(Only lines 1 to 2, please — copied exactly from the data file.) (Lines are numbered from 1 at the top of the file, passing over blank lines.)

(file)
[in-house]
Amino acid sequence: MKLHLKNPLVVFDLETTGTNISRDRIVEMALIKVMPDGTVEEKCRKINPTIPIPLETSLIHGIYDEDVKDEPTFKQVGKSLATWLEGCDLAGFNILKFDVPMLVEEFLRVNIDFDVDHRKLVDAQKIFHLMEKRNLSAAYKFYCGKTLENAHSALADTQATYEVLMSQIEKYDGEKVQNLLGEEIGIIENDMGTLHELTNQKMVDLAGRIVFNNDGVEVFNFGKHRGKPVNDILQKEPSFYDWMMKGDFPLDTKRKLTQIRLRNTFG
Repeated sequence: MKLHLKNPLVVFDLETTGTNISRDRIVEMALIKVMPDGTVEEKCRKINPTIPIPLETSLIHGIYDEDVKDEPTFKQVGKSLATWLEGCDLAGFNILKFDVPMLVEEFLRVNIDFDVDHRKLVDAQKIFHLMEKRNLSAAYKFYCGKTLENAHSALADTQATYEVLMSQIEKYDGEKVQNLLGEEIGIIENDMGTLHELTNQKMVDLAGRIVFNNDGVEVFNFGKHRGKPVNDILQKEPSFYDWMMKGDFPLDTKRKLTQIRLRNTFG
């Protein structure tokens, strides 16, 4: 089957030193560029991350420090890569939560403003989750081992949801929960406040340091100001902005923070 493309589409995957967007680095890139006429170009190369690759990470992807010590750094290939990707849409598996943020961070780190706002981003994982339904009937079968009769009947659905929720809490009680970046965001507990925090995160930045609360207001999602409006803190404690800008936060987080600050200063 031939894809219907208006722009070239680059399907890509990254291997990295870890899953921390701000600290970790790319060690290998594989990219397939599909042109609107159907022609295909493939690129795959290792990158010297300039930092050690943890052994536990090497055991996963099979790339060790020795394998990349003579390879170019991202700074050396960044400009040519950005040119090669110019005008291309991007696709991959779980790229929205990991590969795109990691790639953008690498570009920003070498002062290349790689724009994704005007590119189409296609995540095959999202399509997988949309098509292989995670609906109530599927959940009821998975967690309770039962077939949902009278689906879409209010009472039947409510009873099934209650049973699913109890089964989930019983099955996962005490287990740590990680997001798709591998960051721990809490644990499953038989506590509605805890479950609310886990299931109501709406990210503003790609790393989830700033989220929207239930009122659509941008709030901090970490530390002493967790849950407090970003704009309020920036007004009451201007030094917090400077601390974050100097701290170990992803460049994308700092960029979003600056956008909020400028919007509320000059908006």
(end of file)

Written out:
[in-house]
Amino acid sequence: MKLHLKNPLVVFDLETTGTNISRDRIVEMALIKVMPDGTVEEKCRKINPTIPIPLETSLIHGIYDEDVKDEPTFKQVGKSLATWLEGCDLAGFNILKFDVPMLVEEFLRVNIDFDVDHRKLVDAQKIFHLMEKRNLSAAYKFYCGKTLENAHSALADTQATYEVLMSQIEKYDGEKVQNLLGEEIGIIENDMGTLHELTNQKMVDLAGRIVFNNDGVEVFNFGKHRGKPVNDILQKEPSFYDWMMKGDFPLDTKRKLTQIRLRNTFG